But Monday's poll found that half of Americans do not see the war in Iraq as part of the war on terror that began after September 11, 2001.
Responding to critics who don't believe the Iraq campaign is a central front in the war on terror, Bush quoted bin Laden, the al Qaeda terrorist mastermind who called it the "Third World War."
"The terrorists know that the outcome will leave them emboldened or defeated. So they are waging a campaign of murder and destruction," he said.
"We fight today because terrorists want to attack our country and kill our citizens, and Iraq is where they are making their stand," he said. "We will stay in the fight until the fight is won."
Delaware Sen. Joseph Biden, however, rejected the president's attempt to link the Iraq war to 9/11.
"I think the American people are a lot smarter than that," he said. "They've figured this out."
David Gergen, a political analyst who has worked in both Democratic and Republican administrations, said the speech was an attempt to "try to stop the slide" in public support.
"What he's playing for is time, so that there's not enormous pressure put on him to withdraw," Gergen told CNN.
Gergen pointed out that Bush never used the term "insurgent," referring to them instead as "terrorists."
"[September 11] has been all along his trump card," Gergen said. "He played it in the campaign; he's playing it again now."
A third rationale for war in Iraq?
Biden, the ranking Democrat on the Senate Foreign Relations Committee, acknowledged progress in Iraq.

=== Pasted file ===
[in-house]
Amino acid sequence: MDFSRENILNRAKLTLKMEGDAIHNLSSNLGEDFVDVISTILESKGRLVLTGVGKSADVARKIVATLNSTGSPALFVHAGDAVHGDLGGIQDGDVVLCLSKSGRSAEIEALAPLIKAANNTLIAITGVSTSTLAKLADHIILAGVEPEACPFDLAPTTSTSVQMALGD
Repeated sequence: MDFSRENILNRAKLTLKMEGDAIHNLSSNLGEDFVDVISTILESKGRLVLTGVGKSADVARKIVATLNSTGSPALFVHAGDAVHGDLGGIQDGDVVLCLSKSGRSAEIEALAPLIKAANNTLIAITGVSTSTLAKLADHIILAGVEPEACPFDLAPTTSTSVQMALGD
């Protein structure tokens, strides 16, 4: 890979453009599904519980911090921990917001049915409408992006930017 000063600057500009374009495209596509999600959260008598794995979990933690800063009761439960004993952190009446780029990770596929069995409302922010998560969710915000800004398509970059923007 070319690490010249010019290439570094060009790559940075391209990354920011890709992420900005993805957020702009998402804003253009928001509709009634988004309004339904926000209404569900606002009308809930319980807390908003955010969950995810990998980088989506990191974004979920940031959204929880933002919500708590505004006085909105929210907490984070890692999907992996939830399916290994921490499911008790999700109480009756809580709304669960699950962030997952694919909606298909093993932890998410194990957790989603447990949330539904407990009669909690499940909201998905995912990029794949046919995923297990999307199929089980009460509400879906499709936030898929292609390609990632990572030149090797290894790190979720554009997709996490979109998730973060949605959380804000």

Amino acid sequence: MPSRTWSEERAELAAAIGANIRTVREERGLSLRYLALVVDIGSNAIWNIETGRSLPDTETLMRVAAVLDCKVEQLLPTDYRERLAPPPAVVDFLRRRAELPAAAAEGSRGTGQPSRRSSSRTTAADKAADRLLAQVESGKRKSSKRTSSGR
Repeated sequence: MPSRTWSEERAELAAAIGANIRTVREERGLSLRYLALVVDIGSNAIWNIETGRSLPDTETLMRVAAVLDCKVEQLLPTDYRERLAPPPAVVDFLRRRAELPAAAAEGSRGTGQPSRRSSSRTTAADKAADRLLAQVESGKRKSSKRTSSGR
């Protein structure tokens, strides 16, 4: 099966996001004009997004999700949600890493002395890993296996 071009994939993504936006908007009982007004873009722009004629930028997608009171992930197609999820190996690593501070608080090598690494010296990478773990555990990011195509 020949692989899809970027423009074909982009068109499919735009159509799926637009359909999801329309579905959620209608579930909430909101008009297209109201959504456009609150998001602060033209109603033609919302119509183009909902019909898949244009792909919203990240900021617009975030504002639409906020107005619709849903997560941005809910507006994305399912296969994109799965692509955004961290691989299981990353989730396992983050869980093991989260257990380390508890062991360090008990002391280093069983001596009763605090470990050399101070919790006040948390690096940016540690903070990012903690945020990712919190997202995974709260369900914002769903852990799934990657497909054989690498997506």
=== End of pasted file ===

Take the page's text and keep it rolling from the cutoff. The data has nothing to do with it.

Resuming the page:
"I just wish he had leveled with [the American people] more," he said. "We cannot afford to lose."
The senator took issue with Bush's statement that his commanders have told him no more troops are needed in Iraq. Biden said during his recent trip to Iraq, the commanders he met indicated otherwise.
"I don't know who's talking to the president," he said.
While Bush said Iraq has "more than 160,000 security forces trained," Biden countered that an overwhelming majority of those "have a long way to go."
"We have do more to reach out and get the rest of the world in on the game," he said.
Sen. John Kerry, a Massachusetts Democrat, told CNN's "Larry King Live" that the speech offered a transformation into what he said was a third rationale for the war in Iraq.
"The first, of course, was weapons of mass destruction. The second was democracy, and now, tonight, it's to combat the hotbed of terrorism," he said. "But most Americans are aware that the hotbed of terrorism never existed in Iraq until we got there."
Republican Sen. John McCain of Arizona, a member of the Senate Armed Services Committee, told "Larry King Live" that he was satisfied Bush made his case.
"I think the president laid out tonight an excellent scenario of what the realities are and what we face. [The American people] needed that. Now we need to show some progress on the ground," he said.
There are about 138,000 U.S. troops in Iraq. More than 1,740 U.S. troops have died there since the war began in March 2003 -- 883 of them after last June's handover.
The Iraqi government has made key strides in the year since it regained sovereignty, including historic elections in January. But the fledgling country has seen no let-up in the insurgency.
Iraq's transitional administrative law calls for a new, permanent constitution to be prepared by August 15 and put to the voters in a referendum by October 15.
CNN's Dana Bash contributed to this report.